And finally, when having at some risk prolonged my stay at Mafulu until those enquiries were completed, I was at last compelled by the serious state of my health to beat a retreat, and be carried down to the coast, he undertook to do the whole of my photographing and physical measurements, and the care and skill with which he did so are evidenced by the results as disclosed in this book.1 I must also add that the frontispiece and plates 17, 67, 68, 69 and 70 are taken from previous photographs which Father Clauser kindly placed at my disposal. A few students have been lawyers, but so far as I am aware Mr. 246, 315) corroborated these views and designated the two groups of “Melanesians” as the Eastern and Western Papuo-Melanesians.

My remembrance of His Lordship the Bishop, and of the Reverend Fathers and the Brothers of the Mission will ever be one of affectionate personal regard, and of admiration of the spirit of heroic self-sacrifice which impels them to submit cheerfully to the grave and constant hardships and dangers to which their labour of love necessarily exposes them. Seligmann has given me immense help, advising me upon my notes, placing material at my disposal, and afterwards reading through a considerable portion of my manuscript. Williamson is the first British lawyer who has gone into the field, and he has proved that legal training may be a very good preliminary discipline for ethnological investigation in the field, as it gives invaluable practice in the best methods of acquiring and sifting of evidence. The following year he published the great book to which Mr.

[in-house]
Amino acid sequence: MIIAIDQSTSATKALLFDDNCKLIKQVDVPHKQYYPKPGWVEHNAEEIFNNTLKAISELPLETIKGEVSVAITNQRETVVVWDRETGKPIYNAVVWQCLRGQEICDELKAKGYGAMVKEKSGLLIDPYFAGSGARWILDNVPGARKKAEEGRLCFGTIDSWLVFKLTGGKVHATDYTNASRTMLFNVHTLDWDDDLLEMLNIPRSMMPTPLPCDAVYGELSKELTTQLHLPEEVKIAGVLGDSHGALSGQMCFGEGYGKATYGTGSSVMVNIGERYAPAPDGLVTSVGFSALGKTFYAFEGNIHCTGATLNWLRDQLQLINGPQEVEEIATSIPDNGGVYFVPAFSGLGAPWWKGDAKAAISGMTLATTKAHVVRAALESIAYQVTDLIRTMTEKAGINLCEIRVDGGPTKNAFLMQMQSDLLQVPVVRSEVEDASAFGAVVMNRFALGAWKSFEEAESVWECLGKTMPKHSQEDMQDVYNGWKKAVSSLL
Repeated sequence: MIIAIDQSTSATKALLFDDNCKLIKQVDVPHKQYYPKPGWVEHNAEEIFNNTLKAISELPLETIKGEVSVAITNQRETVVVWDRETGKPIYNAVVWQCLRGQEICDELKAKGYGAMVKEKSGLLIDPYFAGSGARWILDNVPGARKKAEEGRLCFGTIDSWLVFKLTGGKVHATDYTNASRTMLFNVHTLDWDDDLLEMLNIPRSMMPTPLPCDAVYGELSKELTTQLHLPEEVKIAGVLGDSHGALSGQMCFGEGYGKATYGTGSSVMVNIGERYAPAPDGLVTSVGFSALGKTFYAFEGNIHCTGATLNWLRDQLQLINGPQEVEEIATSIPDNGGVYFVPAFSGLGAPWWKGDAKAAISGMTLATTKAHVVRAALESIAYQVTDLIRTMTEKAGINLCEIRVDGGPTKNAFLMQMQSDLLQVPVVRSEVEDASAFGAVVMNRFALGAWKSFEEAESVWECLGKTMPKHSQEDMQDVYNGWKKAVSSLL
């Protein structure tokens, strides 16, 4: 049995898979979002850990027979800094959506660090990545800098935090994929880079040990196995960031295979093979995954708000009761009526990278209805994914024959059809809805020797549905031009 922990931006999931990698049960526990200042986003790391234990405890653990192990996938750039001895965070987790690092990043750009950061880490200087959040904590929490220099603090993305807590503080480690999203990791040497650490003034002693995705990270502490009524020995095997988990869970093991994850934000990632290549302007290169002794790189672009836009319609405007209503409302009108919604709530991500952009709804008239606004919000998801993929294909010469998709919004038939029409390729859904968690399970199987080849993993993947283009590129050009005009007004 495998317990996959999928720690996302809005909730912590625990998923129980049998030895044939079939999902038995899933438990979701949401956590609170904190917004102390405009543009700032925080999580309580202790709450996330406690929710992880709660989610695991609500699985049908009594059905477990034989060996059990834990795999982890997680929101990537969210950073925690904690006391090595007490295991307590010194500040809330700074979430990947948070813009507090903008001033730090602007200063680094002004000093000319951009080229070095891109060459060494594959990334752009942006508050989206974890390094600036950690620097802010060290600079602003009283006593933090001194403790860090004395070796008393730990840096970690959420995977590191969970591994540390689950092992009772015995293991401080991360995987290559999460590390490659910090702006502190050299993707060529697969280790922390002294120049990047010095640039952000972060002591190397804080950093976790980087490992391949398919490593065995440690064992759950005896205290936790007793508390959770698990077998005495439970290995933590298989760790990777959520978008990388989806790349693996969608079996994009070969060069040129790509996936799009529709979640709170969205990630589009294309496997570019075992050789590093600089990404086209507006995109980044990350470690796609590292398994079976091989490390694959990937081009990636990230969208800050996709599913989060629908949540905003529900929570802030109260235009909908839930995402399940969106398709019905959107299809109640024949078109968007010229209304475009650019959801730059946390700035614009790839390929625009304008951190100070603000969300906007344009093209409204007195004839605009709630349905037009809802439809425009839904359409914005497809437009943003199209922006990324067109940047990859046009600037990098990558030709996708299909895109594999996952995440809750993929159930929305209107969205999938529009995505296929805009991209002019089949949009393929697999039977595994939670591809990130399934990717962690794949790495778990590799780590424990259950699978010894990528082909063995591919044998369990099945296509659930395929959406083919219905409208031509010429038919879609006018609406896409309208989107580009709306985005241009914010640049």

Thanks mainly to the systematic investigations of Dr. But of the mountain region lying behind the Mekeo district very little indeed has been published; so Mr. Ray read a paper before the Anthropological Institute (Journ. For some years I had been studying the decorative art of British New Guinea, and from physical and artistic and other cultural reasons had come to the conclusion that the Melanesians of British New Guinea should be broken up into two elements: one consisting of the Motu and allied Melanesians, and the other of the inhabitants of the Massim district—an area extending slightly beyond that of Mr. I reinforced my position six years later (“Studies in the Anthropo-geography of British New Guinea,” Journ. The questions naturally arise: (1) Is the true Papuan a variable stock including both long- broad-headed elements?

Seligmann and to the sporadic observations of missionaries, government officials and travellers, we have a good general knowledge of many of the peoples of the eastern coast of the south-eastern peninsula of New Guinea, and of some of the islands from the Trobriands to the Louisiades. Williamson’s book fills a gap in our knowledge of Papuan ethnology. Ray’s Melano-Papuans (“The Decorative Art of British New Guinea,” Cunningham Memoirs, X., Roy. or (2) Does the broad-headed element belong to an immigrant people?

It will be observed that some of these lines are not continued so as to surround and complete the definition of the areas which they indicate; but this defect is unavoidable, as the Fathers’ map only covered a relatively small area, and even in that map the lines were not all carried to its margin.